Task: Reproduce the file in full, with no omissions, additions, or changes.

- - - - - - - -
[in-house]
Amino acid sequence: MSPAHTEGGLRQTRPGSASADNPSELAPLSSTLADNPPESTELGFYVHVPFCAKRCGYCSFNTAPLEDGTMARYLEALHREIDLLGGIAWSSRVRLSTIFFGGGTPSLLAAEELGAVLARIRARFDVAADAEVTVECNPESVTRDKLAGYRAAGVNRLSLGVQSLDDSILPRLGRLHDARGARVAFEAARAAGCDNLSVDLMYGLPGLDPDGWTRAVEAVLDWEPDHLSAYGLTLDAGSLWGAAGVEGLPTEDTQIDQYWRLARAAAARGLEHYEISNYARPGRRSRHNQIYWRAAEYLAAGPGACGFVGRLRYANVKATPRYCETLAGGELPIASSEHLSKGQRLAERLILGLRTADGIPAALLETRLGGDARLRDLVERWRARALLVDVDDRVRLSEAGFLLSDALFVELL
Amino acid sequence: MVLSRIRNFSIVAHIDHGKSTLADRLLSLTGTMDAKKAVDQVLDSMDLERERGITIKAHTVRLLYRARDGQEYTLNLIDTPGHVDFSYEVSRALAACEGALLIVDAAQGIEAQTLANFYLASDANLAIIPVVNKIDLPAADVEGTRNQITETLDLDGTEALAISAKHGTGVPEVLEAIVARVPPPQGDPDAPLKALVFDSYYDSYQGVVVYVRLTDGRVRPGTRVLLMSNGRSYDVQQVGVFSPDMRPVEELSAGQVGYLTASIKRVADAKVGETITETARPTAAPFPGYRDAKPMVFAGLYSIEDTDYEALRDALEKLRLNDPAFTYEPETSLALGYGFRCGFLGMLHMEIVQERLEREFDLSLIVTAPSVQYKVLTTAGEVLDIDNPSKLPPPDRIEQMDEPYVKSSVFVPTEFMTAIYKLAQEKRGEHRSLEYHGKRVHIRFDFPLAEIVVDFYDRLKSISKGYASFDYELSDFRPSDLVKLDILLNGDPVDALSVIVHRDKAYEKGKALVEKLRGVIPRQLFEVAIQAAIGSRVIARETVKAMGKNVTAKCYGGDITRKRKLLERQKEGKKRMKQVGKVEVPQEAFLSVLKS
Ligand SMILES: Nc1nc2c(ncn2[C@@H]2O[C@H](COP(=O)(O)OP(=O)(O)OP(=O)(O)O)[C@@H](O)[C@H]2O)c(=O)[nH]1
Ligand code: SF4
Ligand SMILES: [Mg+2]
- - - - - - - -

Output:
[in-house]
Amino acid sequence: MSPAHTEGGLRQTRPGSASADNPSELAPLSSTLADNPPESTELGFYVHVPFCAKRCGYCSFNTAPLEDGTMARYLEALHREIDLLGGIAWSSRVRLSTIFFGGGTPSLLAAEELGAVLARIRARFDVAADAEVTVECNPESVTRDKLAGYRAAGVNRLSLGVQSLDDSILPRLGRLHDARGARVAFEAARAAGCDNLSVDLMYGLPGLDPDGWTRAVEAVLDWEPDHLSAYGLTLDAGSLWGAAGVEGLPTEDTQIDQYWRLARAAAARGLEHYEISNYARPGRRSRHNQIYWRAAEYLAAGPGACGFVGRLRYANVKATPRYCETLAGGELPIASSEHLSKGQRLAERLILGLRTADGIPAALLETRLGGDARLRDLVERWRARALLVDVDDRVRLSEAGFLLSDALFVELL
Amino acid sequence: MVLSRIRNFSIVAHIDHGKSTLADRLLSLTGTMDAKKAVDQVLDSMDLERERGITIKAHTVRLLYRARDGQEYTLNLIDTPGHVDFSYEVSRALAACEGALLIVDAAQGIEAQTLANFYLASDANLAIIPVVNKIDLPAADVEGTRNQITETLDLDGTEALAISAKHGTGVPEVLEAIVARVPPPQGDPDAPLKALVFDSYYDSYQGVVVYVRLTDGRVRPGTRVLLMSNGRSYDVQQVGVFSPDMRPVEELSAGQVGYLTASIKRVADAKVGETITETARPTAAPFPGYRDAKPMVFAGLYSIEDTDYEALRDALEKLRLNDPAFTYEPETSLALGYGFRCGFLGMLHMEIVQERLEREFDLSLIVTAPSVQYKVLTTAGEVLDIDNPSKLPPPDRIEQMDEPYVKSSVFVPTEFMTAIYKLAQEKRGEHRSLEYHGKRVHIRFDFPLAEIVVDFYDRLKSISKGYASFDYELSDFRPSDLVKLDILLNGDPVDALSVIVHRDKAYEKGKALVEKLRGVIPRQLFEVAIQAAIGSRVIARETVKAMGKNVTAKCYGGDITRKRKLLERQKEGKKRMKQVGKVEVPQEAFLSVLKS
Ligand SMILES: Nc1nc2c(ncn2[C@@H]2O[C@H](COP(=O)(O)OP(=O)(O)OP(=O)(O)O)[C@@H](O)[C@H]2O)c(=O)[nH]1
Ligand code: SF4
Ligand SMILES: [Mg+2]